Training of the retirement plan committee for cybersecurity issues at DOL

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People who serve as trustees of their company’s pension plan often feel that they may not be sufficiently informed or qualified to make prudent decisions for the plan. They might ask, “How do you know which investments are prudent?” Or “How much of the plan fee is ‘reasonable'”? Now, the DOL requires plan trustees to carefully assess cybersecurity, which can cause many plan trustees to step out of their comfort zone.

We started to see this develop in Episode 1 of our Reflections series, when a new member of the retirement planning committee expressed concerns about being qualified to help make decisions regarding the new cybersecurity guidelines for the company. DOL. Knowing that the pension plan committee maintains a solid training program, the committee chair reassured the new committee member that future training could help …

Chairman of the pension plan committee: So what did you think of the training?

New committee member: It was long! And, I have to admit, when I saw the diary indicating that our lawyer ERISA was going to do a presentation for 90 minutes, I immediately went for a second cup of coffee! But I was wrong. The presenter was good enough at breaking complex and unfamiliar concepts into bite-sized, easy-to-understand chunks. She certainly allayed some of the concerns I expressed to you last week, while also helping me see how the issue of cybersecurity intertwined with our fiduciary duties..

Member of Committee A: I agree 100%. Until today, I have not fully understood the extent of our fiduciary duty. I thought protecting plan assets just meant making good investments and controlling fees.

Member of Committee B: Yes, but did you hear what the lawyer said? It is not a question of “if” but of “when” we have a breach. So why spend all this time if we’re just going to have a dent anyway?

Chairman of the pension plan committee: Maybe, but the message was not that we had to be perfect, but careful. We must exercise due diligence when making decisions, but we cannot guarantee a result.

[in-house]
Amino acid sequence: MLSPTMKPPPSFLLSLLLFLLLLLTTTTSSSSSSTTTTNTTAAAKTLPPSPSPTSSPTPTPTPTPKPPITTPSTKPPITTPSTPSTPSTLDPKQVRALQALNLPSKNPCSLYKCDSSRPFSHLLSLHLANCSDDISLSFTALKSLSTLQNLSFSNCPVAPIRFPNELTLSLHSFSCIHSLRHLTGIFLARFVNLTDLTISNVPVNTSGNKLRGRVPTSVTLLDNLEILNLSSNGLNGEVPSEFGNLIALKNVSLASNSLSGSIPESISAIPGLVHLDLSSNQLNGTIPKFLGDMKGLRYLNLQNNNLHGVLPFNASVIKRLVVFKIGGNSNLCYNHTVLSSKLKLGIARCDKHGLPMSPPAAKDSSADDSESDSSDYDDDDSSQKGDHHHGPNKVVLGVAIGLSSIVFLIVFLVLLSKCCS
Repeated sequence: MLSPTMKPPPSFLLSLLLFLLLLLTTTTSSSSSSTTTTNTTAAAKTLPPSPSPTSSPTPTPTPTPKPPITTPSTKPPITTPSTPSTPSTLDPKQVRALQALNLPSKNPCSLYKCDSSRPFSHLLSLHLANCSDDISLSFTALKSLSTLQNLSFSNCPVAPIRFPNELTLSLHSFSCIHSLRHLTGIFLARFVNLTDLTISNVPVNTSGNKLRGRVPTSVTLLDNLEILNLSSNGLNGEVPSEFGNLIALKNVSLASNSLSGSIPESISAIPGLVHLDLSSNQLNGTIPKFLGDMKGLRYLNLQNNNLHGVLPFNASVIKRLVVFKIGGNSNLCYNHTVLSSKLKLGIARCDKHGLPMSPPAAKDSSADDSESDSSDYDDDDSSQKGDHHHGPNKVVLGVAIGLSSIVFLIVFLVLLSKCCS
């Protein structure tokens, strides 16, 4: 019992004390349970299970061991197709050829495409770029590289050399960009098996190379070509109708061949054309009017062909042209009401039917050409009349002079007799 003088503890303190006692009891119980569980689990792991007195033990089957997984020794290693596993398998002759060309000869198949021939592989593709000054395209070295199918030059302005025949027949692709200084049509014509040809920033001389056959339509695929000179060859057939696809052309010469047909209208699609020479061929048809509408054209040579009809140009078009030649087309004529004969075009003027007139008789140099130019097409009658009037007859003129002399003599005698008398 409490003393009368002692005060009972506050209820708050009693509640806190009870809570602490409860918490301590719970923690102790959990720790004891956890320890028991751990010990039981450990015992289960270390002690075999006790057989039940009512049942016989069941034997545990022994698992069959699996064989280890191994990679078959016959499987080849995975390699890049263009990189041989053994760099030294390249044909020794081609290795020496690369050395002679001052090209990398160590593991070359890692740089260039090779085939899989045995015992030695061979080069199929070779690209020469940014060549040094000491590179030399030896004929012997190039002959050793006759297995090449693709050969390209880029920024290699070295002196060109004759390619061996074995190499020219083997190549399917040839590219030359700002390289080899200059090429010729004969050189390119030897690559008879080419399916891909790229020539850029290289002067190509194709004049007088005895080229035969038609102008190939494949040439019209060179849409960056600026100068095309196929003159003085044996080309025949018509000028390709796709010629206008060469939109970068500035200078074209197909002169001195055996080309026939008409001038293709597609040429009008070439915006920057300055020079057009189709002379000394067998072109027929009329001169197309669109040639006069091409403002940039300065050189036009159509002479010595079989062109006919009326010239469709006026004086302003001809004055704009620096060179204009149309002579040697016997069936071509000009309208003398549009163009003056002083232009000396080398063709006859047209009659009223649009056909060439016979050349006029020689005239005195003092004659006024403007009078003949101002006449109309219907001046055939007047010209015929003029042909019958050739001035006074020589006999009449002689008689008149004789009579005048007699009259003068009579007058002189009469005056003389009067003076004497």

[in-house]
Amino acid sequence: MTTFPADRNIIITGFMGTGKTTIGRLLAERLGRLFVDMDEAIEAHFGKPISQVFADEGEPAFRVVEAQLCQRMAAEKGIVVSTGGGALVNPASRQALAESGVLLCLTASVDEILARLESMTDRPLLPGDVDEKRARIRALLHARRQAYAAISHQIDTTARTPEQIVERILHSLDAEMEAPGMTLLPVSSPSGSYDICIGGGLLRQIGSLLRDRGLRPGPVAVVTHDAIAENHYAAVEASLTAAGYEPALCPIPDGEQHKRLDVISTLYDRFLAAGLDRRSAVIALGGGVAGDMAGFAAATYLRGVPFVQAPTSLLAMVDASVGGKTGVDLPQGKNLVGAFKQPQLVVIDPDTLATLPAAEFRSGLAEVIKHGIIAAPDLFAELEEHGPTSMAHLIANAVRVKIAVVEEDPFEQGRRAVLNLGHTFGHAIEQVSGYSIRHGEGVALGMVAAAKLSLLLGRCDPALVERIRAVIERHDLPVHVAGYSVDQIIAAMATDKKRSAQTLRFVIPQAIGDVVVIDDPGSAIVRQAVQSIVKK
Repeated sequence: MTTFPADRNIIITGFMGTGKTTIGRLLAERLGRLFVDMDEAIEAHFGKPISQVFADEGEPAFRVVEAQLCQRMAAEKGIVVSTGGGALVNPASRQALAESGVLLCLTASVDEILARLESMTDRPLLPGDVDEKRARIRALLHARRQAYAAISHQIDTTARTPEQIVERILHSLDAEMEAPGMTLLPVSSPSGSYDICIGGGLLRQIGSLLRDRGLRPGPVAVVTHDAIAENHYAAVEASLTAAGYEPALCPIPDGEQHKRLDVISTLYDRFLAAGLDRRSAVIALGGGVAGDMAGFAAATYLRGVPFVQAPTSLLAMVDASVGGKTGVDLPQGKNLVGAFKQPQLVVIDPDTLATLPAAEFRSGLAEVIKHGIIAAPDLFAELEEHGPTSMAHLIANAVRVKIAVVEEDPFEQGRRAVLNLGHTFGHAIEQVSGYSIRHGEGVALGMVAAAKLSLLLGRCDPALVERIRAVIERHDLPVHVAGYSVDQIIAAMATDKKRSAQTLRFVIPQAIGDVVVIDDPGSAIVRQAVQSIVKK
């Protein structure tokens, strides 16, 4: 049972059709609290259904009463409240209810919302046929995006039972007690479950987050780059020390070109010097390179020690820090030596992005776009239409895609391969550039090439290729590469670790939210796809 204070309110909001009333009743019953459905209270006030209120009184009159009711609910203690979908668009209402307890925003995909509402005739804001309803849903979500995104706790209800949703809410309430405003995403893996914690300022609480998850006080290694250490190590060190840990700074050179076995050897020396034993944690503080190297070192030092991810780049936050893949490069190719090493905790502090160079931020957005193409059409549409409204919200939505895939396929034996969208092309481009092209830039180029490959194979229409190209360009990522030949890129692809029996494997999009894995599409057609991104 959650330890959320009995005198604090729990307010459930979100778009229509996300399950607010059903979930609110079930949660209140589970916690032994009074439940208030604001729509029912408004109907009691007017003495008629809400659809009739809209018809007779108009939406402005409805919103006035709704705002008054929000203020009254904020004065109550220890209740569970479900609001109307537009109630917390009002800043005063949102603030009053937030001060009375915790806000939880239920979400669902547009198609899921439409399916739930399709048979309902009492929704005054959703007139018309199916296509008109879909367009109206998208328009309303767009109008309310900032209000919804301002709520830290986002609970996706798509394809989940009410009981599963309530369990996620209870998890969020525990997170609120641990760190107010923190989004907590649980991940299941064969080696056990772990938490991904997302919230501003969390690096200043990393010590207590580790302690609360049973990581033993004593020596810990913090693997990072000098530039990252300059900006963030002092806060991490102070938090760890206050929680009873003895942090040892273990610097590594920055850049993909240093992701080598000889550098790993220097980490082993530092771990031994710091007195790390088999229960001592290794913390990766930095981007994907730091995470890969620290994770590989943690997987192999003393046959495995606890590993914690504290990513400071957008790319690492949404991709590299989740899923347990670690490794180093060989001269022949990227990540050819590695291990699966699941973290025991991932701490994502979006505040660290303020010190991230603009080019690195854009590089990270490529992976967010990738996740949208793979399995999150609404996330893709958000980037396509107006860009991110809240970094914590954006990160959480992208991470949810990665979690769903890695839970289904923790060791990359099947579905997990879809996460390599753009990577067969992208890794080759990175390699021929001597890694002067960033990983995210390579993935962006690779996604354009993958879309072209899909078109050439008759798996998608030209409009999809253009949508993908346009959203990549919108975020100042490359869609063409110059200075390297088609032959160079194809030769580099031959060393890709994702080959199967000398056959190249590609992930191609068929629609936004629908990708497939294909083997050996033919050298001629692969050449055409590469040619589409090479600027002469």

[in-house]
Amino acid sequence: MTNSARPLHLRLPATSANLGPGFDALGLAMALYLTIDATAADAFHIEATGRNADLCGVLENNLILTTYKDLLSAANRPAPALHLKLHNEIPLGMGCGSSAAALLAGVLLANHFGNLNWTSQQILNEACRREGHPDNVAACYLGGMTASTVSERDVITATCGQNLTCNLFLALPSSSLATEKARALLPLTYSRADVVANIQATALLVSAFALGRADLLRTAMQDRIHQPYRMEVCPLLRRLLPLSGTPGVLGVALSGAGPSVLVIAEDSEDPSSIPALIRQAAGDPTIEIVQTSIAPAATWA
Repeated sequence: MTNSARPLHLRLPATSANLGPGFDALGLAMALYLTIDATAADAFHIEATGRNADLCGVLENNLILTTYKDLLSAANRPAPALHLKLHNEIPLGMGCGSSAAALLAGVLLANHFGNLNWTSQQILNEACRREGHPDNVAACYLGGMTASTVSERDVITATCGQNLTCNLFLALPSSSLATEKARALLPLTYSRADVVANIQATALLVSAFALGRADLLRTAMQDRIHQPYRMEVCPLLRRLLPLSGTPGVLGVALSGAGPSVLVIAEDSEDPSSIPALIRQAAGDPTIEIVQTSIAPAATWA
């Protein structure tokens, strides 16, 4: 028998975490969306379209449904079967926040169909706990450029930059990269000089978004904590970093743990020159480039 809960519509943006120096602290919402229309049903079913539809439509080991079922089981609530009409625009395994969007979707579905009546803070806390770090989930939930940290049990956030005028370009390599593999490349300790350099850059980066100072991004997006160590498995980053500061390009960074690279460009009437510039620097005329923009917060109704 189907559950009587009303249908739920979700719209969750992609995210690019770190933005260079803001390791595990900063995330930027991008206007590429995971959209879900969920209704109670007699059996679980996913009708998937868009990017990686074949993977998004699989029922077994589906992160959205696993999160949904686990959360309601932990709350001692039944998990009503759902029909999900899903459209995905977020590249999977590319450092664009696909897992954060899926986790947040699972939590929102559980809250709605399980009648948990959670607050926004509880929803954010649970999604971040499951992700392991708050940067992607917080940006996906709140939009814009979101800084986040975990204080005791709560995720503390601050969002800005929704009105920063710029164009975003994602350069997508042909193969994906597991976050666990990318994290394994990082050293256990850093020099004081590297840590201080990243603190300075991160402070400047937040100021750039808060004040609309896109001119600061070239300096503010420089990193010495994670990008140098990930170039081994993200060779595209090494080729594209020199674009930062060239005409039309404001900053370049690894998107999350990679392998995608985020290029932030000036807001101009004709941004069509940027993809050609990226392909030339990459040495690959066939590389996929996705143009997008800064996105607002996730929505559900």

Member of Committee B: The lawyer explained that we have to make sure that no one steals money from participants’ accounts. It’s like playing cops and thieves, but now thieves can be thousands of miles away, stealing with a computer. How to deal with this?

New committee member: This is not exactly what I heard. I’ve heard that we need to be proactive, not reactive. We need to think more critically about the risk to plan data and its assets. We need to consider the types of protections that are in place within the business and with any provider that provides services to the plan. We need to know more about what those guarantees should be, and maybe even bring some expertise to help us understand that. We can’t just wing it! And our own IT team may not have that expertise and be on top of the latest types of attacks.

But, she warned, even that might not be enough, as no set of guarantees is perfect. It’s like building a ditch around the plan’s assets, but also realizing that attackers are sophisticated and can find their way around the drawbridge and ditch. So we must be prepared to respond to the inevitable data breach.

I feel better knowing that fulfilling our fiduciary duty doesn’t require us to be perfect, but we also have work to do, including documenting our process.

Member of Committee A: Exactly. You are right. Before the meeting, I was totally confused and had visions of cyber attacks from March. The lawyer explained the situation and gave concrete examples. It was helpful to know that we could develop a roadmap to follow. I feel better that the situation can be resolved if we take the time and effort to figure it out. She took it step by step, identifying some common gaps and mitigation strategies.

Chairman of the pension plan committee: There is definitely a learning curve here, but it looks like we’re on the right track. Tonight was the first step in carefully approaching this new problem and we will be inspired by it. There is a lot to unpack here. For example, it’s not just about passwords, firewalls and encryption, depending on the presentation, we also need to consider identity verification.

We have all approved the distributions and withdrawals requested by participants. Is our process good enough to distinguish a real request from a fraudulent request? How long does each of us actually take to review requests, question the frequency of requests, or determine where they are coming from?

New committee member: The lawyer said she would be at our next meeting, didn’t she?

Chairman of the pension plan committee: Yes, it’s true. She can bring in an IT company to help us further and start making a plan to resolve this issue.

Member of Committee B: It’s good because I spoke with a friend of mine who sits on his retirement plan committee, and DOL has already started auditing plans on these issues. I volunteered to sit on this committee, but I’m concerned about accountability. I want to do more to protect myself and the plan.

The Committee appears to be heading in the right direction. They now realize that they cannot be experts in all aspects of plan administration and that basic training can go a long way in helping them make better, more careful decisions. But they’re also realizing that they need a plan to tackle the process of assessing cybersecurity risks for plan assets and plan data.

Jackson Lewis PC © 2021National Law Review, Volume XI, Number 202


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